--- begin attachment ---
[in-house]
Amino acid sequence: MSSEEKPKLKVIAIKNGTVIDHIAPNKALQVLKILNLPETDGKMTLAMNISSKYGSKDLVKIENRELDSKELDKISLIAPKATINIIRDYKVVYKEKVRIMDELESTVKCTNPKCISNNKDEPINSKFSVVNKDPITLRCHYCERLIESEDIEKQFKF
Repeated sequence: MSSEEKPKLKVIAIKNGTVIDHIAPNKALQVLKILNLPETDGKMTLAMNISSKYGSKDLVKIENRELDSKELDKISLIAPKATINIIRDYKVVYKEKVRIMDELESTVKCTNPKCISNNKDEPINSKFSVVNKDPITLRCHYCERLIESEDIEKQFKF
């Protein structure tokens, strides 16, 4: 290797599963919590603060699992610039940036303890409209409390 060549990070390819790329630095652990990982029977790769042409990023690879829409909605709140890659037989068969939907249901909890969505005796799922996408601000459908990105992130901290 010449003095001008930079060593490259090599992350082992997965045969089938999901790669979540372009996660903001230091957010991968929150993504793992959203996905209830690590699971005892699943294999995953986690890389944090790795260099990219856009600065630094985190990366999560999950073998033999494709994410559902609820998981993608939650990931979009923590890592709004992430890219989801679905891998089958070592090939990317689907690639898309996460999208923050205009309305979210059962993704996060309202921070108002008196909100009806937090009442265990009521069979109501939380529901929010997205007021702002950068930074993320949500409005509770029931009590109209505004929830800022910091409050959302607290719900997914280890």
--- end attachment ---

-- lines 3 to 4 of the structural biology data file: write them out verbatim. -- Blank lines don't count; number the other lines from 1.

Repeated sequence: MSSEEKPKLKVIAIKNGTVIDHIAPNKALQVLKILNLPETDGKMTLAMNISSKYGSKDLVKIENRELDSKELDKISLIAPKATINIIRDYKVVYKEKVRIMDELESTVKCTNPKCISNNKDEPINSKFSVVNKDPITLRCHYCERLIESEDIEKQFKF
């Protein structure tokens, strides 16, 4: 290797599963919590603060699992610039940036303890409209409390 060549990070390819790329630095652990990982029977790769042409990023690879829409909605709140890659037989068969939907249901909890969505005796799922996408601000459908990105992130901290 010449003095001008930079060593490259090599992350082992997965045969089938999901790669979540372009996660903001230091957010991968929150993504793992959203996905209830690590699971005892699943294999995953986690890389944090790795260099990219856009600065630094985190990366999560999950073998033999494709994410559902609820998981993608939650990931979009923590890592709004992430890219989801679905891998089958070592090939990317689907690639898309996460999208923050205009309305979210059962993704996060309202921070108002008196909100009806937090009442265990009521069979109501939380529901929010997205007021702002950068930074993320949500409005509770029931009590109209505004929830800022910091409050959302607290719900997914280890």